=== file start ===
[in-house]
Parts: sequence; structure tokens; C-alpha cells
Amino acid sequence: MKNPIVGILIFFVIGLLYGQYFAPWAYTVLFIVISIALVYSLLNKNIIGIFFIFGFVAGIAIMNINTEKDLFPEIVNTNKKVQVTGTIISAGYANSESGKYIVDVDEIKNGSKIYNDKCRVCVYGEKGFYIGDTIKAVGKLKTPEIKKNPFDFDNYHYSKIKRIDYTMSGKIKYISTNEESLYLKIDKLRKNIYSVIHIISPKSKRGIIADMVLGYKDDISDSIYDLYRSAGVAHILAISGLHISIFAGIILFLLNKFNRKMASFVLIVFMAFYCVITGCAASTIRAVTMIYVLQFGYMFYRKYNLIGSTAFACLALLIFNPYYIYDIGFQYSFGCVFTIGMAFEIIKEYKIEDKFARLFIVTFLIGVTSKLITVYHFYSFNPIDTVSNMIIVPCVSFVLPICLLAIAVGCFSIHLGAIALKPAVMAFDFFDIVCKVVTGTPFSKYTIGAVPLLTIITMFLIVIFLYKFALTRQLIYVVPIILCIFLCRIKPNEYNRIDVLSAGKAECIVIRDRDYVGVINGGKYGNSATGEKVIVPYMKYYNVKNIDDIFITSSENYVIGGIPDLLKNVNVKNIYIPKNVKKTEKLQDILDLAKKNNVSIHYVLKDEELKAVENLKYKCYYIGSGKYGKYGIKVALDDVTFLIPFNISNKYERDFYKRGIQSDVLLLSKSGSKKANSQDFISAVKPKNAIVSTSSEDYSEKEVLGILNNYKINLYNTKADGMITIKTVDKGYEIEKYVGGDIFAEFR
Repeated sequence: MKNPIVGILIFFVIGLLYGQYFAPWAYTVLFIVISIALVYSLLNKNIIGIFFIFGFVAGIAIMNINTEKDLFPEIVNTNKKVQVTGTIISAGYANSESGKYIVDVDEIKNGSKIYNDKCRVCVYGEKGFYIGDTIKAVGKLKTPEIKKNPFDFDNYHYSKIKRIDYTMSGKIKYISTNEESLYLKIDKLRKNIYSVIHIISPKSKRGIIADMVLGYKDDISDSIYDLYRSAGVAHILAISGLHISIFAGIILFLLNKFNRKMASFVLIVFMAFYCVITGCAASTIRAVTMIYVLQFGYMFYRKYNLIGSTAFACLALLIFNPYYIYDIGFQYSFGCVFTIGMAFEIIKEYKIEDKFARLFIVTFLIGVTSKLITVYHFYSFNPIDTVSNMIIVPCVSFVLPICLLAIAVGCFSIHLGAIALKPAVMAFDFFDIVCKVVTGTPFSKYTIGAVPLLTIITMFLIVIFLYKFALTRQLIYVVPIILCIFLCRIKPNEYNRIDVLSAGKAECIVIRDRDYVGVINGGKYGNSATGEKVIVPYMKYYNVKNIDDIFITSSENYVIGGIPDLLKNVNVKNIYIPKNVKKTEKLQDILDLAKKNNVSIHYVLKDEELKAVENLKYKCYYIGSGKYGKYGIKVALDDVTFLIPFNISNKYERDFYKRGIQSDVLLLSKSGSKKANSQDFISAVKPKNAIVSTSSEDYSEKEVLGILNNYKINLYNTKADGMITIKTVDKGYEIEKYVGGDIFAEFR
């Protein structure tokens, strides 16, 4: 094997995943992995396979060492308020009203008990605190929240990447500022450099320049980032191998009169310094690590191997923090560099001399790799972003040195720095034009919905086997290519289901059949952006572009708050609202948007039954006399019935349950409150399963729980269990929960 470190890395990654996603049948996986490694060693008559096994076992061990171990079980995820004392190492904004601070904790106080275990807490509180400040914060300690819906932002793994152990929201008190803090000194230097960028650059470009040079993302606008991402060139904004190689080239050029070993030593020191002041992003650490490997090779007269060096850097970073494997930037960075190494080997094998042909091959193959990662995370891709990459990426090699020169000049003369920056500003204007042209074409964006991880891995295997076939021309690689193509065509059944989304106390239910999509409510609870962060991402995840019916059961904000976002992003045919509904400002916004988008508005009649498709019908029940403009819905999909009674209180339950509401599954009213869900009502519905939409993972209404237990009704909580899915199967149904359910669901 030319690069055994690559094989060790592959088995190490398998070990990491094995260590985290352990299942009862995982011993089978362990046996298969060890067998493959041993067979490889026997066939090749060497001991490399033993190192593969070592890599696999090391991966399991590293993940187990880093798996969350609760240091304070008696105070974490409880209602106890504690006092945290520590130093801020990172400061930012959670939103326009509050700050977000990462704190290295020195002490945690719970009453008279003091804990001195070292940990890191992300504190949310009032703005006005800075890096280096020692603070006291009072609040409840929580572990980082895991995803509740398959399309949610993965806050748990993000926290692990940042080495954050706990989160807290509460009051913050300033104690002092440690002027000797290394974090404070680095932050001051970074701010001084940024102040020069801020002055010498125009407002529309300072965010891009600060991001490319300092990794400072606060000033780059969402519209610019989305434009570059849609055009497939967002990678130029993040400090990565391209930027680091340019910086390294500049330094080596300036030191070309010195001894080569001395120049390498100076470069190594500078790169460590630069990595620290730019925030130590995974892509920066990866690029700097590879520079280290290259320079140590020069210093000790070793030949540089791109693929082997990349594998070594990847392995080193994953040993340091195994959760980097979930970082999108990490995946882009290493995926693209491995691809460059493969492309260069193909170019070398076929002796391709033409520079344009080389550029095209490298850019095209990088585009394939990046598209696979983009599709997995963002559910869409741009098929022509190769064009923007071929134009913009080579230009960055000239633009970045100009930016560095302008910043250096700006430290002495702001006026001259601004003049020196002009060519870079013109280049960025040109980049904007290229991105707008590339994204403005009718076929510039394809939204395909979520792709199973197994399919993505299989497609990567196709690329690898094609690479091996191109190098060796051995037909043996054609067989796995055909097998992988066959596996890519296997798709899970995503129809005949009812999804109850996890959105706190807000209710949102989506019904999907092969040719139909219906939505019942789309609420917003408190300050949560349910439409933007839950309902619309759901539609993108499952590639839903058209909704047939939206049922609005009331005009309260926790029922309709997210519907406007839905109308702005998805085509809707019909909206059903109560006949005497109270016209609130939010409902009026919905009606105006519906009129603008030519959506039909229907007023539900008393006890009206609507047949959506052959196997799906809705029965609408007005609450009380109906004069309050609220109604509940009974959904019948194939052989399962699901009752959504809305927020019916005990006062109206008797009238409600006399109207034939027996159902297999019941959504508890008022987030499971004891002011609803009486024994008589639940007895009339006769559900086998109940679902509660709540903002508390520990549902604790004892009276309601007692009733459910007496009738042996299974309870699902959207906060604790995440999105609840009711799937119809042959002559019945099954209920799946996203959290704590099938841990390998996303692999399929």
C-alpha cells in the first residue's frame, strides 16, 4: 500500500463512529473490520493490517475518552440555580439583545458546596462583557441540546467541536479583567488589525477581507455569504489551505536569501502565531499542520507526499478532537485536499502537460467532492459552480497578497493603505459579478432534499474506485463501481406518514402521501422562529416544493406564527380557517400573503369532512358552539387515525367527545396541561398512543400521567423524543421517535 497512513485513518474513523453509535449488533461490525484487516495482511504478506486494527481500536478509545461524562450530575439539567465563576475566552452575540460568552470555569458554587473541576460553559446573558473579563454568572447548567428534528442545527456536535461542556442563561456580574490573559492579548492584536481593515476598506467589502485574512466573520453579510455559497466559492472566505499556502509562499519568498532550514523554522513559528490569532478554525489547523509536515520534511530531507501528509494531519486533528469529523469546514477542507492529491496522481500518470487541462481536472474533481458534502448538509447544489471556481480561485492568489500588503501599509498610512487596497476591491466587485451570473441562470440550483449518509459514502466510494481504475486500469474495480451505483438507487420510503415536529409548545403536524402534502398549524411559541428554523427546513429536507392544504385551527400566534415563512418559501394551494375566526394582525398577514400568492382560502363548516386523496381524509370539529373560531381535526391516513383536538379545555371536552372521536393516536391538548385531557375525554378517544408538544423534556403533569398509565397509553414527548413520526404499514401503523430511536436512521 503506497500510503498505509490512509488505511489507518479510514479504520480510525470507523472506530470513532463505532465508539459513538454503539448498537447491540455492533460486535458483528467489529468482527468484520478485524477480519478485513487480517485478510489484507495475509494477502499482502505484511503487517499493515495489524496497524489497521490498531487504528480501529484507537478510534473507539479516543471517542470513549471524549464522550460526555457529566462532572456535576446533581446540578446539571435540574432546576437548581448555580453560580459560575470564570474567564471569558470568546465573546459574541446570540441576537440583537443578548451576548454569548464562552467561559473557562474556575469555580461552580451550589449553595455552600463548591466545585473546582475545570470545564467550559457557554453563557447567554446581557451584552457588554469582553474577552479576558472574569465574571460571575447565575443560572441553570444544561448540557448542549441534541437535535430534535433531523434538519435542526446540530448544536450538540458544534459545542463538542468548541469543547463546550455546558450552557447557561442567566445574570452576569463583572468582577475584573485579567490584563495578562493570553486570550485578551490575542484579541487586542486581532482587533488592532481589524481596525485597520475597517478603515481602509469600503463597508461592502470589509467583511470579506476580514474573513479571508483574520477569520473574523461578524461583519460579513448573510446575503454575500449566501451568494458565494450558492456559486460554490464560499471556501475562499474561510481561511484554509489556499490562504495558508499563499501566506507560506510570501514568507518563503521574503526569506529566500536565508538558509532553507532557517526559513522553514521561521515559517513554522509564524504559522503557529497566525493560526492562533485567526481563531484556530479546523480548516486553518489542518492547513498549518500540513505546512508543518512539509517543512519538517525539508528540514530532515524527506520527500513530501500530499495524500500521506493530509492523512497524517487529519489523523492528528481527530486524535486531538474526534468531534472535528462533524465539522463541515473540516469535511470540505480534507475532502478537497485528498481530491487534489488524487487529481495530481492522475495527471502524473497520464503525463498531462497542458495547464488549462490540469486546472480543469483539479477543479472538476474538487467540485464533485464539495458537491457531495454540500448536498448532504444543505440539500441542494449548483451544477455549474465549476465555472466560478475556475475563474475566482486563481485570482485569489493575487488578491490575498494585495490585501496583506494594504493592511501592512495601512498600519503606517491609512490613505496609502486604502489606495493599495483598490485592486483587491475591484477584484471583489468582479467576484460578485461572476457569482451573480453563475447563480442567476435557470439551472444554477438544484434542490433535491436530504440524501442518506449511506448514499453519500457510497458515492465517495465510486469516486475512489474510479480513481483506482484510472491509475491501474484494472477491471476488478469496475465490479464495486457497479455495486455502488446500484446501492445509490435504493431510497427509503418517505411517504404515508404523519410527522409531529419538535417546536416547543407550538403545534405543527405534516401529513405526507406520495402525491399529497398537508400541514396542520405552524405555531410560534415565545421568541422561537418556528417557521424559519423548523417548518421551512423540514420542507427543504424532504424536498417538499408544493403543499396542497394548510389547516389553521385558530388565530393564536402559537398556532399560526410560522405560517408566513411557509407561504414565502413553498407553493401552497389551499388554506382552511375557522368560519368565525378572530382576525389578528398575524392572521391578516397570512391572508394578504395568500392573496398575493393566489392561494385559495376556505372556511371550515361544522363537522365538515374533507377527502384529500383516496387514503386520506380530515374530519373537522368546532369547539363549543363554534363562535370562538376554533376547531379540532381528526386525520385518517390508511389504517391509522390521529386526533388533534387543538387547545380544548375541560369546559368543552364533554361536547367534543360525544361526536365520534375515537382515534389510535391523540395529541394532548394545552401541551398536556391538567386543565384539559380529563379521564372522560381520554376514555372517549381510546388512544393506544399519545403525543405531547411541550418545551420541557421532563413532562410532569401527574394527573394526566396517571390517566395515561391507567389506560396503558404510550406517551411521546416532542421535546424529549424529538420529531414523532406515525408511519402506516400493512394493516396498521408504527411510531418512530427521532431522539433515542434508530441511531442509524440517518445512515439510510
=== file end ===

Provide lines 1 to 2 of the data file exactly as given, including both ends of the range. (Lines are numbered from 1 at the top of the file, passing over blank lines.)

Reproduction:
[in-house]
Parts: sequence; structure tokens; C-alpha cells